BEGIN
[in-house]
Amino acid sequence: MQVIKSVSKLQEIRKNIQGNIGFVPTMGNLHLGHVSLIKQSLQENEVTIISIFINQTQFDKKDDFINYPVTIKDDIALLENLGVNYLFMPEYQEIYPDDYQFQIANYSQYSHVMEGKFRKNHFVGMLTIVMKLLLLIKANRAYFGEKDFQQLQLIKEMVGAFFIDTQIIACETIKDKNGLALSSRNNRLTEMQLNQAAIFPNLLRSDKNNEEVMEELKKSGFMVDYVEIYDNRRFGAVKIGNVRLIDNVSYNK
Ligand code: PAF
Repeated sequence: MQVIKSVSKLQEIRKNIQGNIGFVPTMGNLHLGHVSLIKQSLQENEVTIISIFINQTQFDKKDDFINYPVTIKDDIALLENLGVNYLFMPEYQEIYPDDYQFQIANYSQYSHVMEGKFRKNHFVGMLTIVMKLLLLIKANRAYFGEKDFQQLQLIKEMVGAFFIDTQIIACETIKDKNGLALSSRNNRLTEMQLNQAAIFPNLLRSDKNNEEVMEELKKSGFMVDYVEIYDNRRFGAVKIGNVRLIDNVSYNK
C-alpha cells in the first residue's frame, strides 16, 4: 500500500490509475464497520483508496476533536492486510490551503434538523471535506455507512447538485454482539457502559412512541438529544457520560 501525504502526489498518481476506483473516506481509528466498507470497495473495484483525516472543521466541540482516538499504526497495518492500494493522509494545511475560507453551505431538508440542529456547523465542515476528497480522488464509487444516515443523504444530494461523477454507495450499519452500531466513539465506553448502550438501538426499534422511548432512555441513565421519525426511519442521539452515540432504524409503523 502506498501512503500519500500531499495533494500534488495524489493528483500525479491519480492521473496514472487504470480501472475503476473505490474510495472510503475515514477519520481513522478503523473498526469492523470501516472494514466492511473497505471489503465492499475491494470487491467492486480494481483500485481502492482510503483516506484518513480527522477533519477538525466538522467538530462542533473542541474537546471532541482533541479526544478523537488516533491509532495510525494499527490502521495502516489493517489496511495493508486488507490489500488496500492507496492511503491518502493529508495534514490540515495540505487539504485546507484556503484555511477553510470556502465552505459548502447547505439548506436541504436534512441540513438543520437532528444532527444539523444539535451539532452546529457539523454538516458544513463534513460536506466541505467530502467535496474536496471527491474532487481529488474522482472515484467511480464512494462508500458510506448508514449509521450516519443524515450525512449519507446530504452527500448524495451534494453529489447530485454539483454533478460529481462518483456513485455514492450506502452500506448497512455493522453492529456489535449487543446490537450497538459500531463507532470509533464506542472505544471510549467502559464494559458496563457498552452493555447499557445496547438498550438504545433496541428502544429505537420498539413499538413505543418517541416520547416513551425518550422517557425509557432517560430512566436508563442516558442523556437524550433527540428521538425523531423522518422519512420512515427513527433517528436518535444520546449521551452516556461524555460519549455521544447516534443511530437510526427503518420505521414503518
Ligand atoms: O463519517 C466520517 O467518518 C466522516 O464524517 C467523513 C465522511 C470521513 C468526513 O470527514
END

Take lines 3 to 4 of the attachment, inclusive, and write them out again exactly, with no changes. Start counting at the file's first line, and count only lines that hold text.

Ligand code: PAF
Repeated sequence: MQVIKSVSKLQEIRKNIQGNIGFVPTMGNLHLGHVSLIKQSLQENEVTIISIFINQTQFDKKDDFINYPVTIKDDIALLENLGVNYLFMPEYQEIYPDDYQFQIANYSQYSHVMEGKFRKNHFVGMLTIVMKLLLLIKANRAYFGEKDFQQLQLIKEMVGAFFIDTQIIACETIKDKNGLALSSRNNRLTEMQLNQAAIFPNLLRSDKNNEEVMEELKKSGFMVDYVEIYDNRRFGAVKIGNVRLIDNVSYNK